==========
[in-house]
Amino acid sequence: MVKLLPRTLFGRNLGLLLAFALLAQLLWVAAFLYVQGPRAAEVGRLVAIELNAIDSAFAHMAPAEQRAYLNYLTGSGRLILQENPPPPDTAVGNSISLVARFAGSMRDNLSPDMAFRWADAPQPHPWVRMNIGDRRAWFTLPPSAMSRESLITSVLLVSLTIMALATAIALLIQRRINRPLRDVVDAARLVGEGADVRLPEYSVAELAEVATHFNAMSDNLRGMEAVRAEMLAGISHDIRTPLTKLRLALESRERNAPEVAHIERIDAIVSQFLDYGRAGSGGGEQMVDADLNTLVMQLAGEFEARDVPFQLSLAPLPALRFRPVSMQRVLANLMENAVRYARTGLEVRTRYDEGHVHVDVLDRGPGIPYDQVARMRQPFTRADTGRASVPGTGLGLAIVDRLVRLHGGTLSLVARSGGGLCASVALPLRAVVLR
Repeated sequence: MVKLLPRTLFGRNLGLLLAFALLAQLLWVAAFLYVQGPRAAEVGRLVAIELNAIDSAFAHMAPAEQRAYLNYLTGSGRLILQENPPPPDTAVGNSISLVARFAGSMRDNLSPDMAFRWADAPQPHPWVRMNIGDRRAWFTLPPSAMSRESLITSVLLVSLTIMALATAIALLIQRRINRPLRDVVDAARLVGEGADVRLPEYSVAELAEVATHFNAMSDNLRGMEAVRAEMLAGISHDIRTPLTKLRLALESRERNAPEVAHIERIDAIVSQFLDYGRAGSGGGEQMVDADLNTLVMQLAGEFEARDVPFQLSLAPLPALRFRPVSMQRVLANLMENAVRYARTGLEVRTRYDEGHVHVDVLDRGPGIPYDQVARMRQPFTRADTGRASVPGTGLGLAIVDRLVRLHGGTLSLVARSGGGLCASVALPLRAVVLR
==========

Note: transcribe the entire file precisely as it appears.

[in-house]
Amino acid sequence: MVKLLPRTLFGRNLGLLLAFALLAQLLWVAAFLYVQGPRAAEVGRLVAIELNAIDSAFAHMAPAEQRAYLNYLTGSGRLILQENPPPPDTAVGNSISLVARFAGSMRDNLSPDMAFRWADAPQPHPWVRMNIGDRRAWFTLPPSAMSRESLITSVLLVSLTIMALATAIALLIQRRINRPLRDVVDAARLVGEGADVRLPEYSVAELAEVATHFNAMSDNLRGMEAVRAEMLAGISHDIRTPLTKLRLALESRERNAPEVAHIERIDAIVSQFLDYGRAGSGGGEQMVDADLNTLVMQLAGEFEARDVPFQLSLAPLPALRFRPVSMQRVLANLMENAVRYARTGLEVRTRYDEGHVHVDVLDRGPGIPYDQVARMRQPFTRADTGRASVPGTGLGLAIVDRLVRLHGGTLSLVARSGGGLCASVALPLRAVVLR
Repeated sequence: MVKLLPRTLFGRNLGLLLAFALLAQLLWVAAFLYVQGPRAAEVGRLVAIELNAIDSAFAHMAPAEQRAYLNYLTGSGRLILQENPPPPDTAVGNSISLVARFAGSMRDNLSPDMAFRWADAPQPHPWVRMNIGDRRAWFTLPPSAMSRESLITSVLLVSLTIMALATAIALLIQRRINRPLRDVVDAARLVGEGADVRLPEYSVAELAEVATHFNAMSDNLRGMEAVRAEMLAGISHDIRTPLTKLRLALESRERNAPEVAHIERIDAIVSQFLDYGRAGSGGGEQMVDADLNTLVMQLAGEFEARDVPFQLSLAPLPALRFRPVSMQRVLANLMENAVRYARTGLEVRTRYDEGHVHVDVLDRGPGIPYDQVARMRQPFTRADTGRASVPGTGLGLAIVDRLVRLHGGTLSLVARSGGGLCASVALPLRAVVLR